The new Cambridge fire station, to be erected on the plot of land between Memorial Hall and the Yard, will be of Colonial Georgian architecture, to conform with the Harvard buildings, according to information received yesterday. A preliminary appropriation has been made by the city council, and an architect will be appointed shortly, Mayor R. M. Russell '14 also stated. Work on the demolition of the Rogers Building, which now occupies this land, will begin as soon as plans are completed and construction of the station will be started during the present academic year.
The plot of land which will be the site of the new station was in the possession of the University until a few years ago when it was exchanged with the city of Cambridge for other land that was considered to be of more value in the expansion of the college. This was the first time in the history of the University that a piece of land had been allowed to fall into the hands of an outsider.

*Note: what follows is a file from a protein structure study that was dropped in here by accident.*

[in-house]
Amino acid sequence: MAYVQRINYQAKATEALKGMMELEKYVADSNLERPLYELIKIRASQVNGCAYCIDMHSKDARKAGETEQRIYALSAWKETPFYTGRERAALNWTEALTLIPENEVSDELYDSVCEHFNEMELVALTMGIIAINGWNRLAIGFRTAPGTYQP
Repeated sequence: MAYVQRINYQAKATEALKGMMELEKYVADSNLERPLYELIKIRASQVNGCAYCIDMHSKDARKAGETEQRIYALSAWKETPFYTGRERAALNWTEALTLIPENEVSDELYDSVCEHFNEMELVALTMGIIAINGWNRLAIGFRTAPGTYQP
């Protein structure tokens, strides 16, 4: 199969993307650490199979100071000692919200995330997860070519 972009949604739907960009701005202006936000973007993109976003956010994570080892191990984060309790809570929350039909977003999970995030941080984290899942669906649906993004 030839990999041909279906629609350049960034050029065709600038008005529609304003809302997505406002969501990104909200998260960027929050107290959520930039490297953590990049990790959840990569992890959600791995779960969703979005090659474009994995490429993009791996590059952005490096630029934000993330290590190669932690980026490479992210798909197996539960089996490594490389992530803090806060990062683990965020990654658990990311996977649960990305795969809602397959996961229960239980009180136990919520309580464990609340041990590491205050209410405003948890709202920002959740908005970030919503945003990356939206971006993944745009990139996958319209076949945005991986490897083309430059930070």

The site was chosen as ideal for a central station after the Brattle Square structure was condemned by building inspectors and Harvard Square business men objected to the permanent removal of the apparatus to a distant station. Mayor Russell did not know yesterday how many pieces of apparatus would be accomodated but the original plans were for a 60 foot hook and ladder, a hose wagon, and a pumping engine.
The Rogers Buildings was constructed as a gymnasium in 1860 with a gift of $8,000 from H. B. Rogers of the Class of 1822. When built it supplied athletic facilities for the entire College; it soon proved to be inadequate, however, as is shown by the fact that the President of the College proposed building a larger structure and converting the old into a "swimming bath."